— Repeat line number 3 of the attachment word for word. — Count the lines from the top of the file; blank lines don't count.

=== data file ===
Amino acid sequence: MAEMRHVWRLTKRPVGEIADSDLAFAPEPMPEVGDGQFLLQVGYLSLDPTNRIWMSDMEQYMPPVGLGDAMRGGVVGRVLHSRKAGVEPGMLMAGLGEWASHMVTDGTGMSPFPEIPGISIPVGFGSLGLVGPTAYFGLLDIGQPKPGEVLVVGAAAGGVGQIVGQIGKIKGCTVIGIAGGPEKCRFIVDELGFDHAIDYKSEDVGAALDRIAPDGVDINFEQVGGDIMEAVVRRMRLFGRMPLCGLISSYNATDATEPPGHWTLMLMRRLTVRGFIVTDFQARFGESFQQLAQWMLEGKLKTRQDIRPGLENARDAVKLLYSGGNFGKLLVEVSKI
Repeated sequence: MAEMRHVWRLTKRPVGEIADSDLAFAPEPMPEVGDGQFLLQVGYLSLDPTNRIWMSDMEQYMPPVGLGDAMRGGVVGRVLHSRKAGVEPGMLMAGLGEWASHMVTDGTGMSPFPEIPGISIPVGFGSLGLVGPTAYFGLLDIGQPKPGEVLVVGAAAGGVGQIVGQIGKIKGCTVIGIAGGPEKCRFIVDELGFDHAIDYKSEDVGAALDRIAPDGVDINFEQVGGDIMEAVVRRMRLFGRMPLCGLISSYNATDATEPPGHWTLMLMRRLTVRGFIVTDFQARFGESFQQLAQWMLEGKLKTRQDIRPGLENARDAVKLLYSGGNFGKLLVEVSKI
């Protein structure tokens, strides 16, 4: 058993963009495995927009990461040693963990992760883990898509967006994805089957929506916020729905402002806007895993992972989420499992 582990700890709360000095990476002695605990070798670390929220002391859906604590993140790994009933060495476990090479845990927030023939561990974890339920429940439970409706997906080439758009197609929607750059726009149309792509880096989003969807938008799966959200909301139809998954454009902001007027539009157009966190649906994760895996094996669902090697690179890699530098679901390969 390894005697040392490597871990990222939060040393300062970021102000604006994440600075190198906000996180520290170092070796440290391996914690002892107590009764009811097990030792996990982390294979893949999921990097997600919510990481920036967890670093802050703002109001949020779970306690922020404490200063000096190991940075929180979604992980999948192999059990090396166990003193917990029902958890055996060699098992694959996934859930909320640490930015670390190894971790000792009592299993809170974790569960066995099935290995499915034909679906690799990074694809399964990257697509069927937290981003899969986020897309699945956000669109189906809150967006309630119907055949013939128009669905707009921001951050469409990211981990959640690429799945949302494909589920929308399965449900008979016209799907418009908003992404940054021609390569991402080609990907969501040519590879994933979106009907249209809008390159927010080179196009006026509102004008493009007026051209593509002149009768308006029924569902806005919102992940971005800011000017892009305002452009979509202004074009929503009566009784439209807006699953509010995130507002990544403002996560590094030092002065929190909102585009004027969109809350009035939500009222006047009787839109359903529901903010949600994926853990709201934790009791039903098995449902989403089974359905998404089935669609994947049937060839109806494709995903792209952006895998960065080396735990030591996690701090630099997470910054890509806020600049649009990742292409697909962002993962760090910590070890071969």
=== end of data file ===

């Protein structure tokens, strides 16, 4: 058993963009495995927009990461040693963990992760883990898509967006994805089957929506916020729905402002806007895993992972989420499992 582990700890709360000095990476002695605990070798670390929220002391859906604590993140790994009933060495476990090479845990927030023939561990974890339920429940439970409706997906080439758009197609929607750059726009149309792509880096989003969807938008799966959200909301139809998954454009902001007027539009157009966190649906994760895996094996669902090697690179890699530098679901390969 390894005697040392490597871990990222939060040393300062970021102000604006994440600075190198906000996180520290170092070796440290391996914690002892107590009764009811097990030792996990982390294979893949999921990097997600919510990481920036967890670093802050703002109001949020779970306690922020404490200063000096190991940075929180979604992980999948192999059990090396166990003193917990029902958890055996060699098992694959996934859930909320640490930015670390190894971790000792009592299993809170974790569960066995099935290995499915034909679906690799990074694809399964990257697509069927937290981003899969986020897309699945956000669109189906809150967006309630119907055949013939128009669905707009921001951050469409990211981990959640690429799945949302494909589920929308399965449900008979016209799907418009908003992404940054021609390569991402080609990907969501040519590879994933979106009907249209809008390159927010080179196009006026509102004008493009007026051209593509002149009768308006029924569902806005919102992940971005800011000017892009305002452009979509202004074009929503009566009784439209807006699953509010995130507002990544403002996560590094030092002065929190909102585009004027969109809350009035939500009222006047009787839109359903529901903010949600994926853990709201934790009791039903098995449902989403089974359905998404089935669609994947049937060839109806494709995903792209952006895998960065080396735990030591996690701090630099997470910054890509806020600049649009990742292409697909962002993962760090910590070890071969």